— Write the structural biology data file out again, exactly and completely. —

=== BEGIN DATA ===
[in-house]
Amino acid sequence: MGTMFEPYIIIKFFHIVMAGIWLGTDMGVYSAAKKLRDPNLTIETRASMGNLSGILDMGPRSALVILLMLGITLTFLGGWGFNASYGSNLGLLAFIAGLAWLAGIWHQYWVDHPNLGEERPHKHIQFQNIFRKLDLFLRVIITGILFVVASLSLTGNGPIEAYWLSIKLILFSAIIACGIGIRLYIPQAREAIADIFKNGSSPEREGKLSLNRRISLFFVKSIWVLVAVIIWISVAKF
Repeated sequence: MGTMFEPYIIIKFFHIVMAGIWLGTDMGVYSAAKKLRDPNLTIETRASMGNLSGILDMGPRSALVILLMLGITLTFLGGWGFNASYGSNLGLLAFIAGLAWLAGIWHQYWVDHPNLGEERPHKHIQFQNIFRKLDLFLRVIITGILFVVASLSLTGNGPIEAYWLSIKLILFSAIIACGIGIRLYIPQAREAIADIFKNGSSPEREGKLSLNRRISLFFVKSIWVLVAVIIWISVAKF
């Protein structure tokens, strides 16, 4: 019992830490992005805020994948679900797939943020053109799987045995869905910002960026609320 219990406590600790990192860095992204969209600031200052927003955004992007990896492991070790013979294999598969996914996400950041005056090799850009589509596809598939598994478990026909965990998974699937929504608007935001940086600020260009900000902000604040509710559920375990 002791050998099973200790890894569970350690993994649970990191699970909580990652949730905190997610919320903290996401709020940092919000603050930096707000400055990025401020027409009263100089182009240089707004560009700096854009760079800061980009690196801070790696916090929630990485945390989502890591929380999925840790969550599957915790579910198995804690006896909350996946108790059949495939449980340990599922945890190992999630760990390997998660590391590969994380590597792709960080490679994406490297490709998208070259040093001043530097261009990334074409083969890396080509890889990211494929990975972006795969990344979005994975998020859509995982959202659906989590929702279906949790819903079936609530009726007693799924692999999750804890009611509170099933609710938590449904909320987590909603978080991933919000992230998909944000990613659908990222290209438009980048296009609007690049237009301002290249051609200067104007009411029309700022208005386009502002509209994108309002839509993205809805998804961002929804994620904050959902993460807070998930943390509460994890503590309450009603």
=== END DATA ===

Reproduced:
[in-house]
Amino acid sequence: MGTMFEPYIIIKFFHIVMAGIWLGTDMGVYSAAKKLRDPNLTIETRASMGNLSGILDMGPRSALVILLMLGITLTFLGGWGFNASYGSNLGLLAFIAGLAWLAGIWHQYWVDHPNLGEERPHKHIQFQNIFRKLDLFLRVIITGILFVVASLSLTGNGPIEAYWLSIKLILFSAIIACGIGIRLYIPQAREAIADIFKNGSSPEREGKLSLNRRISLFFVKSIWVLVAVIIWISVAKF
Repeated sequence: MGTMFEPYIIIKFFHIVMAGIWLGTDMGVYSAAKKLRDPNLTIETRASMGNLSGILDMGPRSALVILLMLGITLTFLGGWGFNASYGSNLGLLAFIAGLAWLAGIWHQYWVDHPNLGEERPHKHIQFQNIFRKLDLFLRVIITGILFVVASLSLTGNGPIEAYWLSIKLILFSAIIACGIGIRLYIPQAREAIADIFKNGSSPEREGKLSLNRRISLFFVKSIWVLVAVIIWISVAKF
């Protein structure tokens, strides 16, 4: 019992830490992005805020994948679900797939943020053109799987045995869905910002960026609320 219990406590600790990192860095992204969209600031200052927003955004992007990896492991070790013979294999598969996914996400950041005056090799850009589509596809598939598994478990026909965990998974699937929504608007935001940086600020260009900000902000604040509710559920375990 002791050998099973200790890894569970350690993994649970990191699970909580990652949730905190997610919320903290996401709020940092919000603050930096707000400055990025401020027409009263100089182009240089707004560009700096854009760079800061980009690196801070790696916090929630990485945390989502890591929380999925840790969550599957915790579910198995804690006896909350996946108790059949495939449980340990599922945890190992999630760990390997998660590391590969994380590597792709960080490679994406490297490709998208070259040093001043530097261009990334074409083969890396080509890889990211494929990975972006795969990344979005994975998020859509995982959202659906989590929702279906949790819903079936609530009726007693799924692999999750804890009611509170099933609710938590449904909320987590909603978080991933919000992230998909944000990613659908990222290209438009980048296009609007690049237009301002290249051609200067104007009411029309700022208005386009502002509209994108309002839509993205809805998804961002929804994620904050959902993460807070998930943390509460994890503590309450009603």